Limon* had grown up in a Catholic family in the Middle East, and after he and his family fled their war-torn homeland they lived in England, a traditionally Christian nation. But by the time Limon moved from England to work in Saudi Arabia at age 26, he considered religion a thing of his past. “At that point in my life, I considered myself an enlightened atheist, who had finally left all religion, myth and superstition hanging on some door behind me,” he recalls. “My ambition was to make a fast buck and get back to the world of study, writing and academia I loved so well.”
In Saudi Arabia, Limon met Norman, an American who’d accepted a three-year contract there with the U.S. Army Corps of Engineers. Norman and his family weren’t living in the country only because of his position with the Corps, but because they sought to serve Christ there.
A friendship developed, and Limon and Norman spent many hours in one another’s homes sharing meals and conversation. Limon recalls, “Some of those discussions were somewhat heated, as I saw it my duty to disillusion Norman and his family of their belief in God, let alone a personal God. In my pride I thought they were narrow in their thinking, but couldn’t help it. They thought I was lost beyond hope, though I know they had me in their prayers—hope against hope!”
As the months passed, Norman’s family started to see the answers to their faithful prayers. Limon’s father, who’d also moved to Saudi Arabia, had recently accepted Christ and begun attending an underground church. God used his conversion, as well as Limon’s loneliness and relationship with Norman and his family, to prompt Limon to begin occasionally attending this fellowship as well.
Limon soon learned that this fellowship was using part of the money collected in its offerings to help non-Saudi laborers who’d fallen on hard times. When he asked Norman about the church’s giving, Norman explained that the men had been brought to the country from the Philippines and Thailand to work on construction projects; but they’d been abandoned by their employers and left to fend for themselves on the construction sites where they lived.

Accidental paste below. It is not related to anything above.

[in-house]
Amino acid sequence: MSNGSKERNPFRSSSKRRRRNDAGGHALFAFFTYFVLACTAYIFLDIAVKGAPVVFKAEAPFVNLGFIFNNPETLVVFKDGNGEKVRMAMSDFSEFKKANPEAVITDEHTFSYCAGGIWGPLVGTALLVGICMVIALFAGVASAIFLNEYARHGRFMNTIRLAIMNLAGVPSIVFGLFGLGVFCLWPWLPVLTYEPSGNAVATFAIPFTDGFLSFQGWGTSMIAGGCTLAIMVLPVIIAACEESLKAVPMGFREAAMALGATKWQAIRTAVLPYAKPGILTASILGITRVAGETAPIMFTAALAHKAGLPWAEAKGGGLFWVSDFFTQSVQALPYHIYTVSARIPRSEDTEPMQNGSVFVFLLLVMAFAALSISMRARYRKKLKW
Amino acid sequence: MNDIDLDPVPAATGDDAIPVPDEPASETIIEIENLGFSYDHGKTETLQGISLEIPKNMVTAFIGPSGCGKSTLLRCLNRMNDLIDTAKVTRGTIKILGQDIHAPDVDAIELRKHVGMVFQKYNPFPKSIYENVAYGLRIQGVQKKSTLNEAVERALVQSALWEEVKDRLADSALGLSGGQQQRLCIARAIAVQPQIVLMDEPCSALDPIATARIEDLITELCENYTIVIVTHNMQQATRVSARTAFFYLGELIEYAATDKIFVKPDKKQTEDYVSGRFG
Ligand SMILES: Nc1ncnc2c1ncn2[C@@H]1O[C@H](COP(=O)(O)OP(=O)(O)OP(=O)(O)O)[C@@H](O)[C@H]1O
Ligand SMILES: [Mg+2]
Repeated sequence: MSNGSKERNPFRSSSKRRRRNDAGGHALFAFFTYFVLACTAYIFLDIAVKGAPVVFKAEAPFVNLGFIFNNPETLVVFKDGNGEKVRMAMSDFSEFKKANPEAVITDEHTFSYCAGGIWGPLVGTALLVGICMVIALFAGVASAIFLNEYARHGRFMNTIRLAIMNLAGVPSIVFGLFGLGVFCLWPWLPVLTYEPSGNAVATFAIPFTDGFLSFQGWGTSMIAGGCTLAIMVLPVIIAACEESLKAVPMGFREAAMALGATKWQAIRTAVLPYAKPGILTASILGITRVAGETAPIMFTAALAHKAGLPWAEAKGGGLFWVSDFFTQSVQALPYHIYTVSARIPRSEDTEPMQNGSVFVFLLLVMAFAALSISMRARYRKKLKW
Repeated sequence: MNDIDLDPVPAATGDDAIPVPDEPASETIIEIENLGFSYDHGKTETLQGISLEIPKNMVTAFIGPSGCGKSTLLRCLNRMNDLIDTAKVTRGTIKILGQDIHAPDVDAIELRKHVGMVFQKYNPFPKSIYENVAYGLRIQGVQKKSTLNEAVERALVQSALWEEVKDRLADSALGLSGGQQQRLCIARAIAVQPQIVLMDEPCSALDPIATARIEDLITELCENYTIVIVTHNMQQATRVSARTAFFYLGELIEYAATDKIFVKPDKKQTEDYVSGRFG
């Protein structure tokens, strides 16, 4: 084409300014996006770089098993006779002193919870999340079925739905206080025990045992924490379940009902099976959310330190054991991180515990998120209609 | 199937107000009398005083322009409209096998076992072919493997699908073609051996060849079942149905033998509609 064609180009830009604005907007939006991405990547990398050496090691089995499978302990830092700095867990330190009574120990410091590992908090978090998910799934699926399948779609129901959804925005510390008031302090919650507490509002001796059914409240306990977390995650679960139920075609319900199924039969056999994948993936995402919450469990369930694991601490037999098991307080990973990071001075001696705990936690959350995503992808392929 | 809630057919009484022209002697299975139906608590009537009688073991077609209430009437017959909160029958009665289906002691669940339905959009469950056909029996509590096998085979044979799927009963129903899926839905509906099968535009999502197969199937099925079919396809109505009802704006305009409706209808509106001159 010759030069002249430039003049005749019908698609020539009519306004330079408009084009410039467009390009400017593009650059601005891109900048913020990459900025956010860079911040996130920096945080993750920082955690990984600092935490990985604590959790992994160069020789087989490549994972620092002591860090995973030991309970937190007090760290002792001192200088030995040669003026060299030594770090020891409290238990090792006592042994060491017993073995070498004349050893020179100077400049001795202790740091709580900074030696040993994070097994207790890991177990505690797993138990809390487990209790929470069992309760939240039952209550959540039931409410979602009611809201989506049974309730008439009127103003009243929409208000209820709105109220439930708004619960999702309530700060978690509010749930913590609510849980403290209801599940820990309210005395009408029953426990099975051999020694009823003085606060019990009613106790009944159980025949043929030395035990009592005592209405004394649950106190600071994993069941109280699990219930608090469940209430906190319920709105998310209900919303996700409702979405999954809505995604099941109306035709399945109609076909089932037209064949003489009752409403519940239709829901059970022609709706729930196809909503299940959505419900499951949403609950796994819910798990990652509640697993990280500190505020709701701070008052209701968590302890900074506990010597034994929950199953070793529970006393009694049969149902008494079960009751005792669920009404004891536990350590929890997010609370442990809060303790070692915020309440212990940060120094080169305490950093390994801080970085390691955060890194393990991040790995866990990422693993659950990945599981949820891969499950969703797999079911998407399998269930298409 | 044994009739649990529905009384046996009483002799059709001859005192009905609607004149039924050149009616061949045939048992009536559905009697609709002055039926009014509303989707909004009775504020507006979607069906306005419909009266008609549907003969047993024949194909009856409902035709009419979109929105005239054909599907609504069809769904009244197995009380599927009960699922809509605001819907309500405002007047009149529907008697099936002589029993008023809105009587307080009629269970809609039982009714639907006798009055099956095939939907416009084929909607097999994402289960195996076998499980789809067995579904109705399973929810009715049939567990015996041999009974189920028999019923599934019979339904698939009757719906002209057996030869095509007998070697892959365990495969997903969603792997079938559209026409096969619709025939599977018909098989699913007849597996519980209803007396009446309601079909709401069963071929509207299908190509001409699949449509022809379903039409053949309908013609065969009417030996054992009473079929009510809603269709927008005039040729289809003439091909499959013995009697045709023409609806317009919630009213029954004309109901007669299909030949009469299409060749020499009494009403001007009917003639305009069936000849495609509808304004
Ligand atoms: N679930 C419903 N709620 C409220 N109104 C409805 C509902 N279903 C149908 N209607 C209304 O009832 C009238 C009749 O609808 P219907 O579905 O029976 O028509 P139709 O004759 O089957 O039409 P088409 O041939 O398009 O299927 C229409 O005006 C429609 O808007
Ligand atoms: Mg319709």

The church’s willingness to meet these men’s needs stood in contrast to the attitude Limon saw in many others in the country. “Whereas many who worked in Saudi were happy to make their money to build their fortunes or buy or pay off their dream houses and cars, here were a few followers of Christ who seemed more concerned about others than themselves and were seeking to make a difference around them,” Limon shares. “What was their secret? Not only were they practicing their faith in defiance of odds and dangers, but their faith seemed to be leading them to show love and concern, even to the marginalized.”
Limon felt a conflict rise up in his spirit. “Surely a person does not need God to be good and do good!” he thought. He told Norman, who was involved in the outreach to the Far Eastern workers, that he would give of his own funds to help buy provisions for these men and go with him to assist with delivering supplies.
“Thus began the final leg of my journey to repentance and faith,” Limon shares. Each time he accompanied Norman to one of the camps, he heard Norman share the gospel as well as saw the good news lived out through acts of compassion and service.